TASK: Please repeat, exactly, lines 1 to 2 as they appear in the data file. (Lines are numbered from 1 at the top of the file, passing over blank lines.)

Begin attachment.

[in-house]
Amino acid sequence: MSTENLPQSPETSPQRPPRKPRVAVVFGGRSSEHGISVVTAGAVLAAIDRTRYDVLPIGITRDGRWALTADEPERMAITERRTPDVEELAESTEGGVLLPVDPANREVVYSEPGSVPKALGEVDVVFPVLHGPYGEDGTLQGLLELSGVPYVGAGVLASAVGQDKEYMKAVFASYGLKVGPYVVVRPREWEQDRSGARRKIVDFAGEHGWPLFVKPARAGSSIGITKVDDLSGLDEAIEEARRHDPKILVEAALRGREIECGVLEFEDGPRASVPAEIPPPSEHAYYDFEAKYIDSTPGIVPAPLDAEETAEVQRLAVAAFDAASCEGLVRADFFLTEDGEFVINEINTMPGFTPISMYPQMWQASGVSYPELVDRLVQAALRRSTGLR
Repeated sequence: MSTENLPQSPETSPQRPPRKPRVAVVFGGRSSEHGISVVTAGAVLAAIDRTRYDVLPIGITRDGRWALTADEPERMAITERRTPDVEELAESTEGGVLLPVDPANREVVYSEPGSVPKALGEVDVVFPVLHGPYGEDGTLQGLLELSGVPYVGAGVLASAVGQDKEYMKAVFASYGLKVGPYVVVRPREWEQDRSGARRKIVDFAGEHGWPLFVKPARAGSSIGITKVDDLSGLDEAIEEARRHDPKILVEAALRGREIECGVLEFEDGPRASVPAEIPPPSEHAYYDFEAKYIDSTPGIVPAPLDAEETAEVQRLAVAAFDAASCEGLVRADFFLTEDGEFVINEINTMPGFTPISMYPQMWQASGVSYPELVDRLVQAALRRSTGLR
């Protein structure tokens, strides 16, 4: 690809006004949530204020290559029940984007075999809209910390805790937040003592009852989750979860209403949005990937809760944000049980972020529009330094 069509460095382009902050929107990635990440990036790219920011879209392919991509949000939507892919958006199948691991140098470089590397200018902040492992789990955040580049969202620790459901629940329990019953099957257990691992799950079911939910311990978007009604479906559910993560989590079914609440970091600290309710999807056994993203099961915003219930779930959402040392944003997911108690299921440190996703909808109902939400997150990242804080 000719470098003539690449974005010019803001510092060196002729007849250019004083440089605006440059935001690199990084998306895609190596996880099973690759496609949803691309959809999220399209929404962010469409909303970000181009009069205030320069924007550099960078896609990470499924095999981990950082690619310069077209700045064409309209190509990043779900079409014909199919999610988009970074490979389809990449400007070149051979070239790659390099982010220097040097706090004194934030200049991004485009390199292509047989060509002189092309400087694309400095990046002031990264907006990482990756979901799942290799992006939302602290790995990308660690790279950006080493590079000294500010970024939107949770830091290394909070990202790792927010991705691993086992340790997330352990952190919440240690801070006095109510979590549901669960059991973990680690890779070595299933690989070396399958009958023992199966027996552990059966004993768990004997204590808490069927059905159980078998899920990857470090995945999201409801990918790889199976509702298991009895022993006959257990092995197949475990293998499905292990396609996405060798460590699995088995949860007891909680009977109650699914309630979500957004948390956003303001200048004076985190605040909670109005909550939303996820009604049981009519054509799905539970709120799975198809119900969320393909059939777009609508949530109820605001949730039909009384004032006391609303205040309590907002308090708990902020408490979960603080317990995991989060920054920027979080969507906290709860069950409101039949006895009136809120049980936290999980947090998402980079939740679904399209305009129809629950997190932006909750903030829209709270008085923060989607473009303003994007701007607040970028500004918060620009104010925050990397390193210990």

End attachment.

[in-house]
Amino acid sequence: MSTENLPQSPETSPQRPPRKPRVAVVFGGRSSEHGISVVTAGAVLAAIDRTRYDVLPIGITRDGRWALTADEPERMAITERRTPDVEELAESTEGGVLLPVDPANREVVYSEPGSVPKALGEVDVVFPVLHGPYGEDGTLQGLLELSGVPYVGAGVLASAVGQDKEYMKAVFASYGLKVGPYVVVRPREWEQDRSGARRKIVDFAGEHGWPLFVKPARAGSSIGITKVDDLSGLDEAIEEARRHDPKILVEAALRGREIECGVLEFEDGPRASVPAEIPPPSEHAYYDFEAKYIDSTPGIVPAPLDAEETAEVQRLAVAAFDAASCEGLVRADFFLTEDGEFVINEINTMPGFTPISMYPQMWQASGVSYPELVDRLVQAALRRSTGLR